FCA's quality woes are systemic
Take a good long look at today’s J.D. Power Vehicle Dependability Study. Scroll down that long list of brands, domestic and foreign.
Keep going; way past Hyundai, well past Kia, below every brand owned by General Motors. Down. Down. Down.
Ah, there they are: Fiat Chrysler’s brands, bringing up the rear. Looks familiar, doesn’t it?
Four of FCA’s five brands hold four of the last five places in the annual study of problems experienced during the last 12 months, this time by owners of 2014 vehicles. Only the Chrysler brand escaped the bottom of the well this year, but even that brand finished just below the industry average.
And that industry average of 156 -- which J.D. Power says is sales weighted -- would have been lower if not for the Fiat brand, which finished at a staggering 298 problems per 100 vehicles.
FCA won’t comment on the results. But if my experience is indicative, Fiat got to that number honestly: My wife’s 2014 Fiat 500L has burned through no fewer than five headlights and four taillights in just the last 13 months. But I digress.
This latest poor quality showing needs to be put in perspective to truly be appreciated.
These 2014 vehicles under study came out five years after Fiat took over Chrysler during its bankruptcy. They were made three years after the automaker refinanced its government bailout loans. The vehicles were made when the company was profitable, when its sales were growing, when the future of what became FCA in 2014 looked very promising.
Someone might try to lay the blame for this at the feet of Doug Betts, who was the automaker’s head of quality prior to and through most of 2014. (And who, as of this week, now, coincidentally, runs J.D. Power’s automotive division.)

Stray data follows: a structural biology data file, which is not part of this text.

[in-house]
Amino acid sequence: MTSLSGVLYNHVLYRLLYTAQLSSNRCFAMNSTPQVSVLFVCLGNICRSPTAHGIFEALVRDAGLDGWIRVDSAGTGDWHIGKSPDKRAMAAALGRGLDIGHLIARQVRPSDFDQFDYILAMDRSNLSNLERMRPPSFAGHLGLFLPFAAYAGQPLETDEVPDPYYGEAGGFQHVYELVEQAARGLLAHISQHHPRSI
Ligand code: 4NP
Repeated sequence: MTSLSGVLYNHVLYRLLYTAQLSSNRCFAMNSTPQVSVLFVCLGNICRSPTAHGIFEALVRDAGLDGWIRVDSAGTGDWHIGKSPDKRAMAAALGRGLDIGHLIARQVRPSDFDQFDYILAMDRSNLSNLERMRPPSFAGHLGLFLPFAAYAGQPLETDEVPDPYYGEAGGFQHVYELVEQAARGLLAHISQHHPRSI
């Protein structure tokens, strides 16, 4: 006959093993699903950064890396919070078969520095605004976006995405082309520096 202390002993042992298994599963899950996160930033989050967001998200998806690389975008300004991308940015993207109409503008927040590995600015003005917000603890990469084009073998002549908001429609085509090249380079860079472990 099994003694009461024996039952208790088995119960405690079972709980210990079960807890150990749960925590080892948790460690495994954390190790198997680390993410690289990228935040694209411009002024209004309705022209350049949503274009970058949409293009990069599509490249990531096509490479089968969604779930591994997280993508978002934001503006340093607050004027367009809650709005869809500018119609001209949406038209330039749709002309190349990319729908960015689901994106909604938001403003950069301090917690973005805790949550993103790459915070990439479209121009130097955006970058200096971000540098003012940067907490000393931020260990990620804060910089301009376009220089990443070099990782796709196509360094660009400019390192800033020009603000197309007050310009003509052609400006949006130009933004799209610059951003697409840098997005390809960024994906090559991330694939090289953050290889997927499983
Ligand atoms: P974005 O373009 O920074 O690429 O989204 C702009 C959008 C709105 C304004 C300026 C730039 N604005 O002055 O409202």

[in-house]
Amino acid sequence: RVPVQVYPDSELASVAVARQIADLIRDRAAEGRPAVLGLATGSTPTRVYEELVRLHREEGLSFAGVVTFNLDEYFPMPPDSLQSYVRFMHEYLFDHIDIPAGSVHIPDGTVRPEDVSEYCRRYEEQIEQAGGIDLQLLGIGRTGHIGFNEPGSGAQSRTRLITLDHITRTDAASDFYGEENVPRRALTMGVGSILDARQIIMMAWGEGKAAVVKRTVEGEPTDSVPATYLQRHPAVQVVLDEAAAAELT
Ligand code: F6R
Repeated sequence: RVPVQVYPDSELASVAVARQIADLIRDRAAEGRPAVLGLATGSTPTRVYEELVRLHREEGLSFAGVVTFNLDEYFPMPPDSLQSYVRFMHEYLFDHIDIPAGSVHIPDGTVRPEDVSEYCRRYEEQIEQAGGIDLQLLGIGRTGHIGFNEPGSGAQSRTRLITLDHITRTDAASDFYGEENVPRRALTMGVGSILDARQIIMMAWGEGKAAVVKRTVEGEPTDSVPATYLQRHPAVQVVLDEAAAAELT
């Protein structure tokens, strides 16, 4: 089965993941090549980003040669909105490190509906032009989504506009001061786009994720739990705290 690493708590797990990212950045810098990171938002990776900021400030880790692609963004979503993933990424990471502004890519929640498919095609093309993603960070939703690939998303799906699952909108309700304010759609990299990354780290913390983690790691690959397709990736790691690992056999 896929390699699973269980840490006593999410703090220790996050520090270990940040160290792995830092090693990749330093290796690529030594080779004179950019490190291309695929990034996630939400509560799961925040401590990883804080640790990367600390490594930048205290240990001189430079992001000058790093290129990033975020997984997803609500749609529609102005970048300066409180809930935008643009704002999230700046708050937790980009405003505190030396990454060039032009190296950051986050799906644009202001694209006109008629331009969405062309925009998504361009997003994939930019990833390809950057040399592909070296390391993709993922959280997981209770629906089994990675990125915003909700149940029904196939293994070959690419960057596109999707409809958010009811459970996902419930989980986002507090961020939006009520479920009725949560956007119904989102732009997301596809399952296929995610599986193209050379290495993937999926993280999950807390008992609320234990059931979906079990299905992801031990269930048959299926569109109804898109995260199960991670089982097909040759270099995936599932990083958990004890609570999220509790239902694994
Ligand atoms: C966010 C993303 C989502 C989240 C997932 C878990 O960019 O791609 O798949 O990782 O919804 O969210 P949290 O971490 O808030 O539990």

That would be nonsense, frankly. This poor showing isn’t Betts’ fault any more than his series of successors in FCA’s top quality job are responsible for more recent poor showings on quality surveys from Consumer Reports and other third-party measurements.
No, the fault here isn’t tied to any individual; rather, it’s systemic.
The fault lies in a company trying to do too much with too few resources; one that boasts of instantaneous decision-making but ignores that those decisions have consequences for suppliers, employees and partners. It lies with those who cut corners for expediency or profit, who choose the cheap over the good. And it lies with a company that prioritizes the growth of its North American profit margin and its share price to the detriment of almost every other consideration.
I’ve been covering FCA and its predecessors for a decade now. I have many friends who make their living from the vehicles and services it sells, up and down the corporate ladder and in its dealerships. There isn’t one of them who doesn’t want FCA to succeed, and they do all in their power to make that a reality every day.
But I’ll tell you this: They all, to a person, deserve better, and they have for a while now.
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